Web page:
In this lesson, we'll learn about pronouns in general, and take a look at two types of personal pronouns: subjective case and objective case pronouns. Knowing which case of pronoun you'll need can help you avoid common pronoun errors.
3. What is an Antecedent? - Definition, Meaning & Examples
If you have a pronoun in a sentence, you'll also need to have an antecedent. In this lesson, find out what an antecedent is as well as some of the basic rules for avoiding vague pronoun references and for making sure that you have pronoun-antecedent agreement.
4. What Are Personal Pronouns?
Pronouns are great for making sure debaters don't have to keep repeating the other guy's name over and over again, but they have many other uses too! In fact, pronouns, you could say, make reading readable. In part one, we'll cover personal pronouns and how they're used before moving on to more esoteric varieties.
5. Intensive Pronouns: Definition & Examples
Are you one of those people who pay no attention to pronouns? If you are, then you need to read this lesson to learn what intensive pronouns are and how to use them.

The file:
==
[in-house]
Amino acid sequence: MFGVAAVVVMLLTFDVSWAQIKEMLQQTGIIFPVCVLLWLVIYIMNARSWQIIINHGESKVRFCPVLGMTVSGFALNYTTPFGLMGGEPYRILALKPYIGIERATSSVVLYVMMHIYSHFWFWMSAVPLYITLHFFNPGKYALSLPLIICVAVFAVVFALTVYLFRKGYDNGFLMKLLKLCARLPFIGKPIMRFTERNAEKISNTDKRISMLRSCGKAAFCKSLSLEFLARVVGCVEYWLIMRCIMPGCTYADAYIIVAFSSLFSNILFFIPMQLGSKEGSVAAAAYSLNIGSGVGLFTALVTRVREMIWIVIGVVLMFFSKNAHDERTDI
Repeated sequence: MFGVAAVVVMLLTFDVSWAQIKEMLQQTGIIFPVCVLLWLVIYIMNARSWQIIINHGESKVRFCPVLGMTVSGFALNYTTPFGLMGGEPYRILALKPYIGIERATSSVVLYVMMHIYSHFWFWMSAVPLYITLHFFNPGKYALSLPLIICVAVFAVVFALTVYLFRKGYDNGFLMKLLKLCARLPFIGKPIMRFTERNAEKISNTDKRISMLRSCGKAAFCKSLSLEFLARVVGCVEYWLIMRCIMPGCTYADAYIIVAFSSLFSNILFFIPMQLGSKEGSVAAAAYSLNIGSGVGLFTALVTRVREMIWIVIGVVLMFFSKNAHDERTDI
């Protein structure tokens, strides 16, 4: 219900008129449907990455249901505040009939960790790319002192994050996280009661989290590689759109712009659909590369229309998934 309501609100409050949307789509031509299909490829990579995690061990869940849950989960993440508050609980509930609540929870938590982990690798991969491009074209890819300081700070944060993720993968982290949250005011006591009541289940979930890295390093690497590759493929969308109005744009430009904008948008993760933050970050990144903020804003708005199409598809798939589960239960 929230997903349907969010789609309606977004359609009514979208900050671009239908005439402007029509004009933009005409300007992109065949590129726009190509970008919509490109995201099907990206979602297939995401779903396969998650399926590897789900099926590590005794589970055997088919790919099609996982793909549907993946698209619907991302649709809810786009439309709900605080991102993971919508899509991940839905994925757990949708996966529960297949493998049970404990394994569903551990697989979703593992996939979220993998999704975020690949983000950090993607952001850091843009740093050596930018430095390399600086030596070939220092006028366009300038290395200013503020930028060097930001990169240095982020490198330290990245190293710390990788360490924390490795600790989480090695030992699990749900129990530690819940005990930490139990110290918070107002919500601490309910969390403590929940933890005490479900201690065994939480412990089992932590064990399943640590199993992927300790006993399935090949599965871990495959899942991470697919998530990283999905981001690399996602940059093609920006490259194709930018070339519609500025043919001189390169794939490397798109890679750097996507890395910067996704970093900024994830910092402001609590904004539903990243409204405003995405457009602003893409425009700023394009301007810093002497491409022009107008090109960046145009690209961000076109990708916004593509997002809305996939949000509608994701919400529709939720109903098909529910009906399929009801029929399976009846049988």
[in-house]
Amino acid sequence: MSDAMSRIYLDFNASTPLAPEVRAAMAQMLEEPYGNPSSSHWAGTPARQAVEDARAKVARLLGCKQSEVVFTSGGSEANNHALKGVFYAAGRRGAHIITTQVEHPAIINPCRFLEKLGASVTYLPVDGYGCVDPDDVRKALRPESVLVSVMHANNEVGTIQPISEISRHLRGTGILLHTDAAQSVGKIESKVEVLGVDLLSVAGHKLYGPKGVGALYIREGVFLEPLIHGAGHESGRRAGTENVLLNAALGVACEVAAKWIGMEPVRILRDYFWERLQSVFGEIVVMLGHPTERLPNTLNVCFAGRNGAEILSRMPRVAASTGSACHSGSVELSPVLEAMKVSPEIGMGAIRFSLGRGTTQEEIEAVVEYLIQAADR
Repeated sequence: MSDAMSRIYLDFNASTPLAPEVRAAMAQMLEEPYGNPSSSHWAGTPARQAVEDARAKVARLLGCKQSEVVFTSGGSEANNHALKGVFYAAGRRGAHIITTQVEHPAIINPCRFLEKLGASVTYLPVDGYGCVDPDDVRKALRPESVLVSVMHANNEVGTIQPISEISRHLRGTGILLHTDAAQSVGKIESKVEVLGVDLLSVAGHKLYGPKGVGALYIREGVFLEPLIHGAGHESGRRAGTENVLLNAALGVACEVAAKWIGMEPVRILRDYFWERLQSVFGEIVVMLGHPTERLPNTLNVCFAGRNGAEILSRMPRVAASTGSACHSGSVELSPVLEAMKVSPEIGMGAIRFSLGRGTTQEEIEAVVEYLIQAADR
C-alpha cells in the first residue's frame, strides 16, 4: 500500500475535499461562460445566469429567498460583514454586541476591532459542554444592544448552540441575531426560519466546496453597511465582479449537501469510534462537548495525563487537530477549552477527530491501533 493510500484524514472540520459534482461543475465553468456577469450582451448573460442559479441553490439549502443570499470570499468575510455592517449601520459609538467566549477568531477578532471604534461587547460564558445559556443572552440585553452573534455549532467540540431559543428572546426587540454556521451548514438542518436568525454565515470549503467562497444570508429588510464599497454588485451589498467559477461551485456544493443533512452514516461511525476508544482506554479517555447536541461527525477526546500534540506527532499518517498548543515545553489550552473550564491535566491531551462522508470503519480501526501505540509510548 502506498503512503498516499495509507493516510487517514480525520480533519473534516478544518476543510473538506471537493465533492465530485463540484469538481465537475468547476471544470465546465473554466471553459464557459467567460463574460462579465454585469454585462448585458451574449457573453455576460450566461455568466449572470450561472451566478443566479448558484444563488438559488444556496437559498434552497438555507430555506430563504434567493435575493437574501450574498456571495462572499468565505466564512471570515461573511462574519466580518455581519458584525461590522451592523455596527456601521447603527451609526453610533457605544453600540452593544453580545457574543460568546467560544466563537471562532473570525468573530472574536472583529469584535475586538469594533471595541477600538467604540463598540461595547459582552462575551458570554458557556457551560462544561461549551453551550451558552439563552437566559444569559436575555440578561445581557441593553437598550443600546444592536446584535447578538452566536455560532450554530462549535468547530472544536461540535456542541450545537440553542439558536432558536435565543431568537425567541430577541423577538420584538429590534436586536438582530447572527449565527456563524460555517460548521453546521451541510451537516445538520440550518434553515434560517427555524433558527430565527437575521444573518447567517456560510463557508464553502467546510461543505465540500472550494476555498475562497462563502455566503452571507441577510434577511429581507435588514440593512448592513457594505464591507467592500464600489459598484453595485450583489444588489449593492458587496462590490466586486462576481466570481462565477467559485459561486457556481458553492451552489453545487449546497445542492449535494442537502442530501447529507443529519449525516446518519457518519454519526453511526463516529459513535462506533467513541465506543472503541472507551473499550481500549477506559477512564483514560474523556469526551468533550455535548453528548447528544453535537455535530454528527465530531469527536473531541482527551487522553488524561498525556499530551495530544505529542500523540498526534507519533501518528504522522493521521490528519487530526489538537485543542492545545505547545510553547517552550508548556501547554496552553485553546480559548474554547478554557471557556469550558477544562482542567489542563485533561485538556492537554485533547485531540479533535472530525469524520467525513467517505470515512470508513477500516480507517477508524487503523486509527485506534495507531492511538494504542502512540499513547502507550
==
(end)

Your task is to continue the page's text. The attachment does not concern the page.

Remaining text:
6. Identifying Errors of Singular and Plural Pronouns
It's sometimes not completely clear at first whether a singular or plural pronoun is necessary in a sentence. This lesson covers those confusing situations and explains how to be sure that you're using the right pronoun.
7. Personal Pronouns and Antecedents: Number Agreement
In this lesson, you'll learn how to avoid one of the most common grammatical mistakes in writing by learning how to ensure that all of the antecedents in your writing agree in number with the pronouns that they're matched up with.
8. Subject-Verb Agreement: Using Uncommon Singular and Plural Nouns and Pronouns
Subject-verb agreement is a tricky beast. Learn which uncommon singular and plural nouns and pronouns are most likely to trip you up when trying to craft essays with good grammar.
9. Identifying Errors in Agreement for Nouns & Pronouns
Agreement does not just mean sharing the same opinion. In grammar, agreement means so much more. Watch this video lesson to learn how agreement works in our sentences.